Saturday, May 12, 2012

Reel To Reel: The Avengers

The gang's all here!

Going Rate: Worth full price admission.
Starring:Robert Downey Jr., Chris Evans, Mark Ruffalo, Chris Hemsworth, Scarlett Johansson, Jeremy Renner, Samuel L. Jackson
Rated: PG-13
Red Flags: Comic book action violence, mild language

I'll let you in on a little secret: Iron Man steals The Avengers. With that in mind, this all-star comic-book superhero movie is a highly enjoyable ride that takes itself only moderately seriously, and most of that is due to Iron Man (Downey), whose motor-mouth wisecracks put a reality check on an over-the-top fantasy.

A superhero film filled with superheroes requires the evilest threat a screenwriter can think up. This time, it's the Tesseract, a self-generating energy source so powerful it can punch a hole into the universe and bring forth a whole host of ugly superbaddies. Only in movies does such technology always suck from the bottom of the barrel. What if it brought in a race twenty times smarter than us? Would we resist sharing our turf with a superior intellect or defend our dumbness to the death? I dunno.

This energy source, held by a super-dark security group called S.H.I.E.L.D., brings out Loki, a sinister authoritarian bad guy with a scepter that flips people's allegiances. Imagine what it would do to Rush Limbaugh. Loki inverts a scientist and ace archer Hawkeye (Renner) and takes off with the Tesseract. Not good.

S.H.I.E.L.D.'s topper, Nick Fury (Jackson), realizes this problem will require him to do more than stand around and be cool with one eye, so he starts putting together a team: Captain America as Steve Rogers (Evans), Natasha Romanoff as Black Widow (Johansson), Thor as his Shakespearean hammer-throwing self (Hemsworth), Hulk hiding inside Bruce Banner (Ruffalo), and the aforementioned Iron Man doing business as Tony Stark. Put this many egos in a room, and you're bound to have trouble, especially if you get Dr. Banner angry -- something he doesn't want to do anymore, thus leaving doubts about his viability as a team player. Captain is the born leader, even if he's a little too flashy-looking. Widow really doesn't have any superpowers beyond bringing a lot of creative hurt to people. We're really not sure whose side Thor is on, given Loki is a relative. And Stark? Let's just get this done and go eat Chinese.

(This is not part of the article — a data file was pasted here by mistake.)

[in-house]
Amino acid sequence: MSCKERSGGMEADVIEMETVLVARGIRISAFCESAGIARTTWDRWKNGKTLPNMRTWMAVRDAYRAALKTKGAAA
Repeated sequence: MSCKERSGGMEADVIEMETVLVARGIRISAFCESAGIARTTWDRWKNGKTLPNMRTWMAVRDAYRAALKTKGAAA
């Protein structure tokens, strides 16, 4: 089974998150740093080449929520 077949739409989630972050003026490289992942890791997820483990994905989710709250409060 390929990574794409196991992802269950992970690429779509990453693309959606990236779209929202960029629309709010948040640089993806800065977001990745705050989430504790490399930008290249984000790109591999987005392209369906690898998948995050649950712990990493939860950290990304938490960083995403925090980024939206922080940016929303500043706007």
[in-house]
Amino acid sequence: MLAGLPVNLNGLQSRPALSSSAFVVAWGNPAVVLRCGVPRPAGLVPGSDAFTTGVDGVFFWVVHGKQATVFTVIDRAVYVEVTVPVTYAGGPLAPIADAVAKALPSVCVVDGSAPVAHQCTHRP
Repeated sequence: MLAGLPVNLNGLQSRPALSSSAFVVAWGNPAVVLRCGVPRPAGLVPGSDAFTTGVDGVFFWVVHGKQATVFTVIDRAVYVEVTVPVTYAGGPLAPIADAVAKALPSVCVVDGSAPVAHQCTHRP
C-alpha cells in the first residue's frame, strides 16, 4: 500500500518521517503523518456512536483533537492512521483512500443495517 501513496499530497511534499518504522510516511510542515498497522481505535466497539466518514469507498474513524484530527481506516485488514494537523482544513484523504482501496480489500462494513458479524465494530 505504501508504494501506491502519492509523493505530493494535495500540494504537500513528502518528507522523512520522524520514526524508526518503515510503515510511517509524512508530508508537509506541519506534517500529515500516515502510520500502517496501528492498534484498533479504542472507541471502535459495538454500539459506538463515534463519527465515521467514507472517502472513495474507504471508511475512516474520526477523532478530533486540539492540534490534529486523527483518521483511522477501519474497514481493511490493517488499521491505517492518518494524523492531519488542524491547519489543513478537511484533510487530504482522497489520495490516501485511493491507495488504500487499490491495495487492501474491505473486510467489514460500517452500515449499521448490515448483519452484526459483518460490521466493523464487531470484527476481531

The film delivers everything expected of a summer blockbuster in its genre: lots of CGI, lots of explosions, lots of impossible stunts. What saves it from being a forgettable thrill-ride is Joss Whedon's touch. He made the film for fanboys without making it a fanboy movie, avoiding the mistake that doomed Watchmen. Seeing Captain America and Thor is not a prerequisite. Prepare to be more than a bit surprised. And stay through the end of the credits. I didn't, but a friend tells me it's worth it.

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